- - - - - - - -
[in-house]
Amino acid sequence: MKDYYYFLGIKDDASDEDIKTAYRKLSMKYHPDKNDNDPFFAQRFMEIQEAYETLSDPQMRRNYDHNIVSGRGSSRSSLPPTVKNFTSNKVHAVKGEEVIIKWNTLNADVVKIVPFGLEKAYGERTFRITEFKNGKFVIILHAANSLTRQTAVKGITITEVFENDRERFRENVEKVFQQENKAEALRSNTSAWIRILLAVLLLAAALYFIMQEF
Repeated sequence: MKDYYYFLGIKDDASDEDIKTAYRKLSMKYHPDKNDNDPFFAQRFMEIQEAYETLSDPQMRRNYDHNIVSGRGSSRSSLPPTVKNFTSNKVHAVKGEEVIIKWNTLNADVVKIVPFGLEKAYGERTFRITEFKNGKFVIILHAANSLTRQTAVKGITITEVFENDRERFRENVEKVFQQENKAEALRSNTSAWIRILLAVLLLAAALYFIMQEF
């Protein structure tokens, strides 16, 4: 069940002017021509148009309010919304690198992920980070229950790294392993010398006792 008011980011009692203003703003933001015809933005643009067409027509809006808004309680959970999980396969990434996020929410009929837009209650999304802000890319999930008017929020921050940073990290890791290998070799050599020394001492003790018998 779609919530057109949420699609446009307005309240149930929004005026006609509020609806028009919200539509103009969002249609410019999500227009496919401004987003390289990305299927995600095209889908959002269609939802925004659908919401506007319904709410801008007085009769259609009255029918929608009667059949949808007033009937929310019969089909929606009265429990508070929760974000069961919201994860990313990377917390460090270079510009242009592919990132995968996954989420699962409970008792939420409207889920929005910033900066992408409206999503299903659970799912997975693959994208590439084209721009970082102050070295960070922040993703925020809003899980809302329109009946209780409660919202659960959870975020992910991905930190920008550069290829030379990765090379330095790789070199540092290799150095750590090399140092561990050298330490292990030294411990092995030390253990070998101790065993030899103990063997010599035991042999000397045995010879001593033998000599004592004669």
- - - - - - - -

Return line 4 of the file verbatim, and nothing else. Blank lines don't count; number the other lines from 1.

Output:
């Protein structure tokens, strides 16, 4: 069940002017021509148009309010919304690198992920980070229950790294392993010398006792 008011980011009692203003703003933001015809933005643009067409027509809006808004309680959970999980396969990434996020929410009929837009209650999304802000890319999930008017929020921050940073990290890791290998070799050599020394001492003790018998 779609919530057109949420699609446009307005309240149930929004005026006609509020609806028009919200539509103009969002249609410019999500227009496919401004987003390289990305299927995600095209889908959002269609939802925004659908919401506007319904709410801008007085009769259609009255029918929608009667059949949808007033009937929310019969089909929606009265429990508070929760974000069961919201994860990313990377917390460090270079510009242009592919990132995968996954989420699962409970008792939420409207889920929005910033900066992408409206999503299903659970799912997975693959994208590439084209721009970082102050070295960070922040993703925020809003899980809302329109009946209780409660919202659960959870975020992910991905930190920008550069290829030379990765090379330095790789070199540092290799150095750590090399140092561990050298330490292990030294411990092995030390253990070998101790065993030899103990063997010599035991042999000397045995010879001593033998000599004592004669």